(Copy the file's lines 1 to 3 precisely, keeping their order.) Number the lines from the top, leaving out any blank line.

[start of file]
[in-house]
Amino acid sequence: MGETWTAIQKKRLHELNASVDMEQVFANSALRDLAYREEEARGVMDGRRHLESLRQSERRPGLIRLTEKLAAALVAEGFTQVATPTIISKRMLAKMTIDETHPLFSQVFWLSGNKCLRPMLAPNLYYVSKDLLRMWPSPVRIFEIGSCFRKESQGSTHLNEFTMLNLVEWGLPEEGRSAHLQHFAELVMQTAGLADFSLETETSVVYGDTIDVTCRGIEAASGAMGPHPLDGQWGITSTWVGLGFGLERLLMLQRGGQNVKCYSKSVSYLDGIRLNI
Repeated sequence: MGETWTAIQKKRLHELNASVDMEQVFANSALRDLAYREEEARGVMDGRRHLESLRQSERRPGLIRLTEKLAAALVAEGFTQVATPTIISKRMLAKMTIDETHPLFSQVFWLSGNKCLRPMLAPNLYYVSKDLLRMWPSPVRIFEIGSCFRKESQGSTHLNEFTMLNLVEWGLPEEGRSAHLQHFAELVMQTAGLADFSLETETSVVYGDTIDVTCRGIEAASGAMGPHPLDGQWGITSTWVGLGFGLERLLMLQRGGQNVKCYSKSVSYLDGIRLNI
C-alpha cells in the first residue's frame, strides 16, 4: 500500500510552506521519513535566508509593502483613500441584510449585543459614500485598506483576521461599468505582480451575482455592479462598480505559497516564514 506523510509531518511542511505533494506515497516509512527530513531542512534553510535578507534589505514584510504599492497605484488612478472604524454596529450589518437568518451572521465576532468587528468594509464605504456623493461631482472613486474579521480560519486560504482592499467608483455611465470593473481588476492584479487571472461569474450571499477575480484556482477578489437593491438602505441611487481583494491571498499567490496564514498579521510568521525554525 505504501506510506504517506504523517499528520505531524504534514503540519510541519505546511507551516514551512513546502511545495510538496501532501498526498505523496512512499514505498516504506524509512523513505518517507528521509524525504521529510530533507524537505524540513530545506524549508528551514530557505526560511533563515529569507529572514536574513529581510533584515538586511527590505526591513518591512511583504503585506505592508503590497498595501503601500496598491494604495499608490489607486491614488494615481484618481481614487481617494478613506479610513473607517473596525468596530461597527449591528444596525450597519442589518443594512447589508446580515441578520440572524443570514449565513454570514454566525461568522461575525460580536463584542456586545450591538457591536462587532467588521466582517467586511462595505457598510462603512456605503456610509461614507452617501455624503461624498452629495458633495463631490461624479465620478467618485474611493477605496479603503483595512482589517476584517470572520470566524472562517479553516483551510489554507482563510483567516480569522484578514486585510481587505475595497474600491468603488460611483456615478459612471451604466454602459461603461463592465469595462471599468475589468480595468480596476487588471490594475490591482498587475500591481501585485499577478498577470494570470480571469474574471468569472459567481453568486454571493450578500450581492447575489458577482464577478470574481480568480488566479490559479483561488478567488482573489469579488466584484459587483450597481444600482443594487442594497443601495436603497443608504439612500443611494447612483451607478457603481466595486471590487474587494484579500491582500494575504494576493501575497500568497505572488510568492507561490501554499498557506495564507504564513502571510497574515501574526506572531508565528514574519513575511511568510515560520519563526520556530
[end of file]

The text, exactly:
[in-house]
Amino acid sequence: MGETWTAIQKKRLHELNASVDMEQVFANSALRDLAYREEEARGVMDGRRHLESLRQSERRPGLIRLTEKLAAALVAEGFTQVATPTIISKRMLAKMTIDETHPLFSQVFWLSGNKCLRPMLAPNLYYVSKDLLRMWPSPVRIFEIGSCFRKESQGSTHLNEFTMLNLVEWGLPEEGRSAHLQHFAELVMQTAGLADFSLETETSVVYGDTIDVTCRGIEAASGAMGPHPLDGQWGITSTWVGLGFGLERLLMLQRGGQNVKCYSKSVSYLDGIRLNI
Repeated sequence: MGETWTAIQKKRLHELNASVDMEQVFANSALRDLAYREEEARGVMDGRRHLESLRQSERRPGLIRLTEKLAAALVAEGFTQVATPTIISKRMLAKMTIDETHPLFSQVFWLSGNKCLRPMLAPNLYYVSKDLLRMWPSPVRIFEIGSCFRKESQGSTHLNEFTMLNLVEWGLPEEGRSAHLQHFAELVMQTAGLADFSLETETSVVYGDTIDVTCRGIEAASGAMGPHPLDGQWGITSTWVGLGFGLERLLMLQRGGQNVKCYSKSVSYLDGIRLNI